An Italian judge’s decision to drop terrorism charges against five Islamic militants prompted indignation and outrage among government politicians on Tuesday as the country buried its latest soldier killed in Iraq.
Foreign Minister Gianfranco Fini said he was “enraged and dumbfounded” at the decision, Reforms Minister Roberto Calderoli said it was “stomach turning” and several politicians called on the president to order disciplinary action against the judge.
The judge, Clementina Forleo, ruled there was no evidence the three Tunisians and two Moroccans were involved in anything beyond what might be considered “guerrilla” activities in times of war, and not terrorism.
They had been arrested last year on charges of recruiting suicide bombers for action in Iraq under a law introduced after the Sept. 11, 2001 attacks when governments around the world tightened anti-terrorist legislation.
The five are still being held on lesser charges, such as trading forged documents.
Forleo’s Monday night ruling effectively stating that in times of war guerrilla activity was not the same terrorism was the main story in all Italian newspapers on Tuesday.
The usually staid La Stampa newspaper of Turin, one of Italy’s most authoritative, ran a blistering editorial with an English-language headline “Clementina Go Home” and blasted the judge for being unpatriotic.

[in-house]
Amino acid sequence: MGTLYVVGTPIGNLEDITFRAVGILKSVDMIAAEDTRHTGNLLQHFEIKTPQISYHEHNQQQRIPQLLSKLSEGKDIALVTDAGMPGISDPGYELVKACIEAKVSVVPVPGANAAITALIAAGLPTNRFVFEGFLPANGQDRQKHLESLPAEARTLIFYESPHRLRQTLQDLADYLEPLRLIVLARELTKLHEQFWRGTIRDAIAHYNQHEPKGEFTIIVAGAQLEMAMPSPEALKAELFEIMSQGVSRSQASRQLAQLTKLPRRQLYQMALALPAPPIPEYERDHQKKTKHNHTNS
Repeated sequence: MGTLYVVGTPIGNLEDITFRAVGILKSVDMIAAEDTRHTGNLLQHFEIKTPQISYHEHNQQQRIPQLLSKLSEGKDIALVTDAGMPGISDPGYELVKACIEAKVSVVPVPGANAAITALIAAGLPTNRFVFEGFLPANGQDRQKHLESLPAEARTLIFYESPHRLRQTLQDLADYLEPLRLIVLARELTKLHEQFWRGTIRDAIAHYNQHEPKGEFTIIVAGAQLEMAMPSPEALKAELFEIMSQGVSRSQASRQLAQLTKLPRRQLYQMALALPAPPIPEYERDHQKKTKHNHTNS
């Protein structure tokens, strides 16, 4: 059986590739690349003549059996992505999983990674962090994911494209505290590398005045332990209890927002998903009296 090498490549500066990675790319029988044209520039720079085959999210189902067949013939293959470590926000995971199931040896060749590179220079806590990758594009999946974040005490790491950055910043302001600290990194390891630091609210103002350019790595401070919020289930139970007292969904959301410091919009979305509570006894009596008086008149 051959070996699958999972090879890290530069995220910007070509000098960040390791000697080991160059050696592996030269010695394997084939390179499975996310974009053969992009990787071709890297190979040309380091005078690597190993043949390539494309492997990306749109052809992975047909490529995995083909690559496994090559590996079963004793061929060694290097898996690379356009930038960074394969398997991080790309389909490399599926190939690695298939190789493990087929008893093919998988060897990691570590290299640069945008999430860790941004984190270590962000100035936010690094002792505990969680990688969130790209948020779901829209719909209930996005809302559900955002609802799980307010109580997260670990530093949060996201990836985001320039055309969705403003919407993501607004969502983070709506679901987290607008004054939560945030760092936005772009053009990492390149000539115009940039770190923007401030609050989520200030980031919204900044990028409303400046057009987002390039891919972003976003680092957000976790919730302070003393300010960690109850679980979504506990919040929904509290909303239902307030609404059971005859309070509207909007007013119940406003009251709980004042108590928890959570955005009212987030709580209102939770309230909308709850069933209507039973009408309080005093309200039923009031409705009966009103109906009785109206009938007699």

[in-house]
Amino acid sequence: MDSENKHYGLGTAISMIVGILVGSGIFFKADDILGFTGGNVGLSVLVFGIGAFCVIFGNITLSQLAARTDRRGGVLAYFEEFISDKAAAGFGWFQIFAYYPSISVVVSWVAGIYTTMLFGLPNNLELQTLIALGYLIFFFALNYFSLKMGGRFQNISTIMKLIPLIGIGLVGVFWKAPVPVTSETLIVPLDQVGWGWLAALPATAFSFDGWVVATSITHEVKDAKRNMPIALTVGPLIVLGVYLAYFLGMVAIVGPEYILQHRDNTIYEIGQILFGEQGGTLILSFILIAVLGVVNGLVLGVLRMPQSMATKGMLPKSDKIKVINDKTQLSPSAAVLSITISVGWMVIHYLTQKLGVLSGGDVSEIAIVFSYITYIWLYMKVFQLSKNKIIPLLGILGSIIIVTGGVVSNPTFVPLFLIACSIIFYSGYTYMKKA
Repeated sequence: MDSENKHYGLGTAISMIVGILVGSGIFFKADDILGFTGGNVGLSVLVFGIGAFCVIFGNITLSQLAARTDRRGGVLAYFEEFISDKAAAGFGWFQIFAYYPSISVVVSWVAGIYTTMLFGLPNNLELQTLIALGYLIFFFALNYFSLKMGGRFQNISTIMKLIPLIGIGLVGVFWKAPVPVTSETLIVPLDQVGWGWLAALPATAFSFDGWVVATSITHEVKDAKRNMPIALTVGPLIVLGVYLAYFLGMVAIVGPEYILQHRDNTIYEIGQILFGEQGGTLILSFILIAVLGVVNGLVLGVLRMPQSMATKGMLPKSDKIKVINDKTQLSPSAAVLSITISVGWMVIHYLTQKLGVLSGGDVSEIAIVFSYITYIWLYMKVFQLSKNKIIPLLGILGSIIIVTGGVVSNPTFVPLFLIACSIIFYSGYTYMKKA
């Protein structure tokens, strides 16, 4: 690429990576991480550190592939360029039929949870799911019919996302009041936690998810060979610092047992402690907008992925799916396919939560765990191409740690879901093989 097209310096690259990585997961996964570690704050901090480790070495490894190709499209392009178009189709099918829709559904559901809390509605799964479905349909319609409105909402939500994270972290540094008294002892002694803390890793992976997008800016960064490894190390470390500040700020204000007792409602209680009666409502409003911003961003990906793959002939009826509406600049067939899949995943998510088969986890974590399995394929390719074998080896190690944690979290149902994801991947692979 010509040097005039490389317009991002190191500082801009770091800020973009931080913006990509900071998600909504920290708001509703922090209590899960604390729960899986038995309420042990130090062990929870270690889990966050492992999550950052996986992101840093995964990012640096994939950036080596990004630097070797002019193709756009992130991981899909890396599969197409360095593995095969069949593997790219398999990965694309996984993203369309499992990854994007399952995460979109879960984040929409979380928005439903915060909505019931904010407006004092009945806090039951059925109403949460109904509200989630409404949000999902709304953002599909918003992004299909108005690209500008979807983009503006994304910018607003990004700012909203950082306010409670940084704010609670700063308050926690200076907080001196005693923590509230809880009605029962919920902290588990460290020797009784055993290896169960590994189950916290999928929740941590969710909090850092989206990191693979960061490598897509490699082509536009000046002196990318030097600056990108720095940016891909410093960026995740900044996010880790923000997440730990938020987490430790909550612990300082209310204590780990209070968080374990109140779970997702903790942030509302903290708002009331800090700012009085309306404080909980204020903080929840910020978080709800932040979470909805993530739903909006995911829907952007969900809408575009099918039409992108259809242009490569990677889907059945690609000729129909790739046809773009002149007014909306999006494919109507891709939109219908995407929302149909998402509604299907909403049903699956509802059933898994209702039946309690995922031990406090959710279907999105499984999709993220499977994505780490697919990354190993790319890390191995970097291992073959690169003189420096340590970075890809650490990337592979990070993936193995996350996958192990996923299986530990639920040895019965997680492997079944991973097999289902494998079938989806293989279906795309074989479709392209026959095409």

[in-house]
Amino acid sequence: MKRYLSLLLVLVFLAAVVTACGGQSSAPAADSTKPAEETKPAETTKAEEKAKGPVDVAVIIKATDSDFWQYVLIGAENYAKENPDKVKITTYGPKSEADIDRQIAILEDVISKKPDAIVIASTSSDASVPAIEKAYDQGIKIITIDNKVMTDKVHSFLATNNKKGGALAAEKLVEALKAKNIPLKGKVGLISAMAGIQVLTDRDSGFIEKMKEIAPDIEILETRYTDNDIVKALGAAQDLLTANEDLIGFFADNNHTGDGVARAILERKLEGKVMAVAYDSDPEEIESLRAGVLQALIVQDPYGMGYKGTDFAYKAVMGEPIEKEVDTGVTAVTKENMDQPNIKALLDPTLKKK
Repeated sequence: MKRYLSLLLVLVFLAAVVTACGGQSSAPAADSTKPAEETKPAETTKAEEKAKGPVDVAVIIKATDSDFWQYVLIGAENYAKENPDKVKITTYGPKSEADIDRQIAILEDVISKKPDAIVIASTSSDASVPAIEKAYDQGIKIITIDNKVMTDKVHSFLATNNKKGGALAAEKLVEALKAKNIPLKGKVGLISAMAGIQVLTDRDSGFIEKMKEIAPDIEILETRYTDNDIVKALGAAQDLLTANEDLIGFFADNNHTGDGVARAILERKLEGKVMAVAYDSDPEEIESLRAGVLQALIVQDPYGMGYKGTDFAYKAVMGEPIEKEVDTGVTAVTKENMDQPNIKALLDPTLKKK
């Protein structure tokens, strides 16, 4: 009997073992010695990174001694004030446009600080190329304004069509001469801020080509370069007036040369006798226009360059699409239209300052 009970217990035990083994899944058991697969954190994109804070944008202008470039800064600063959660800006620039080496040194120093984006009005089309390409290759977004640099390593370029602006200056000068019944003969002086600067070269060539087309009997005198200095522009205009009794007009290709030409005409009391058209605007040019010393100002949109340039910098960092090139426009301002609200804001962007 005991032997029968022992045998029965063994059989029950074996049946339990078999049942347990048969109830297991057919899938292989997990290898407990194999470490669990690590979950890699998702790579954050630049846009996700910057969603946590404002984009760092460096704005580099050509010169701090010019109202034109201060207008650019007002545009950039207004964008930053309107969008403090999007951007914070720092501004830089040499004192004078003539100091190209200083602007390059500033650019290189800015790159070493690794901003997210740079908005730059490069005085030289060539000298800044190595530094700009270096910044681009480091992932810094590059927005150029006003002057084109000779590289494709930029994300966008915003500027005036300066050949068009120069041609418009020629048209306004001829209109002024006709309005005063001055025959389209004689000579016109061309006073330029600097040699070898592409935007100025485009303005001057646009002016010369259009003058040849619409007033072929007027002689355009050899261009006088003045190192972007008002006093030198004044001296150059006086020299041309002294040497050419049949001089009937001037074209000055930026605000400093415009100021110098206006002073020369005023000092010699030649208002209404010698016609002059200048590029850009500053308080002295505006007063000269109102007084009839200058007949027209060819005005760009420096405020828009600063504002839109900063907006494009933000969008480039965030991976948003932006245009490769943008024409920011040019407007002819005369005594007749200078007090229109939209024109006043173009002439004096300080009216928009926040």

“A judge who drops terrorism charges against those who shoot or who would have others shoot at soldiers of the country she is supposed to be serving ... should perhaps earn her salary some other way,” the editorial said.
The La Stampa editorialist chose his verb — shoot — carefully. As politicians were still reacting to Forleo’s ruling, Italy was burying Simone Cola, a 32-year-old solider shot dead by a sniper in Iraq.
State funeral for soldier
The state funeral in a Roman Catholic cathedral south of Rome was attended by President Carlo Azeglio Ciampi and broadcast live on national television.
Cola was Italy’s 20th serviceman killed in Iraq, where Rome, one of the staunchest supporters of the U.S.-led invasion of the country, has some 3,200 soldiers.
While members of Italy’s opposition parties were mostly muted in their reaction to the ruling, members of Prime Minister Silvio Berlusconi’s government said it showed that some judges’ rulings were politically motivated.
“Something is not right here,” said Calderoli, the reforms minister. “Either the laws are wrong or the judges are wrong.”
Mario Borghezio, head of the Northern League group at the European Parliament, blasted the judge for “being good enough to benevolently downgrade the followers of Allah from terrorists to harmless guerrillas.”
Even Pier Ferdinando Casini, the speaker of Italy’s parliament who is supposed to be politically above the fray because of his role, branded the ruling “truly incredible.”
Asked about the ruling, a U.S. government official said United Nations resolution obligated member states to take “specific actions” against terrorist organizations.
“Our position is clear,” the official told Reuters. “Anyone who recruits or funds an organization that has attacked the legitimate Iraqi government and civilians can only be considered terrorists.”